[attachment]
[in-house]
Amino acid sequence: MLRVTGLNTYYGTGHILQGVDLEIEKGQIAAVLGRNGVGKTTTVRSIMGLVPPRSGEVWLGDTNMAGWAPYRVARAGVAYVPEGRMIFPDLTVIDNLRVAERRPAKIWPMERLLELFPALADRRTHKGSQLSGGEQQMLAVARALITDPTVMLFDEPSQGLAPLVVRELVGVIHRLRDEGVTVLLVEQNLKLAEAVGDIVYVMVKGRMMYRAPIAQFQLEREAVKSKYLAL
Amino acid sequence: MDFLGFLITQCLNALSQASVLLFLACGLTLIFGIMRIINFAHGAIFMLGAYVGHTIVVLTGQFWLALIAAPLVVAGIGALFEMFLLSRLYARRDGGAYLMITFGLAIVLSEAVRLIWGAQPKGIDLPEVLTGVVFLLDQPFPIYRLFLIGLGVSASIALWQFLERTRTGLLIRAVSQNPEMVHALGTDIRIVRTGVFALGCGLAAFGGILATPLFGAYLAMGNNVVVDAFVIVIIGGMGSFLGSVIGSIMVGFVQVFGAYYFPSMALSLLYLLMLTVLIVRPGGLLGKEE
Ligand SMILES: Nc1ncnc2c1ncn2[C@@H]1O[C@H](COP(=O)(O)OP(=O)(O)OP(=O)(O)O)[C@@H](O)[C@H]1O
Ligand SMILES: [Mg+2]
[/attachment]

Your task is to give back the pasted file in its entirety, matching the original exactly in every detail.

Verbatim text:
[in-house]
Amino acid sequence: MLRVTGLNTYYGTGHILQGVDLEIEKGQIAAVLGRNGVGKTTTVRSIMGLVPPRSGEVWLGDTNMAGWAPYRVARAGVAYVPEGRMIFPDLTVIDNLRVAERRPAKIWPMERLLELFPALADRRTHKGSQLSGGEQQMLAVARALITDPTVMLFDEPSQGLAPLVVRELVGVIHRLRDEGVTVLLVEQNLKLAEAVGDIVYVMVKGRMMYRAPIAQFQLEREAVKSKYLAL
Amino acid sequence: MDFLGFLITQCLNALSQASVLLFLACGLTLIFGIMRIINFAHGAIFMLGAYVGHTIVVLTGQFWLALIAAPLVVAGIGALFEMFLLSRLYARRDGGAYLMITFGLAIVLSEAVRLIWGAQPKGIDLPEVLTGVVFLLDQPFPIYRLFLIGLGVSASIALWQFLERTRTGLLIRAVSQNPEMVHALGTDIRIVRTGVFALGCGLAAFGGILATPLFGAYLAMGNNVVVDAFVIVIIGGMGSFLGSVIGSIMVGFVQVFGAYYFPSMALSLLYLLMLTVLIVRPGGLLGKEE
Ligand SMILES: Nc1ncnc2c1ncn2[C@@H]1O[C@H](COP(=O)(O)OP(=O)(O)OP(=O)(O)O)[C@@H](O)[C@H]1O
Ligand SMILES: [Mg+2]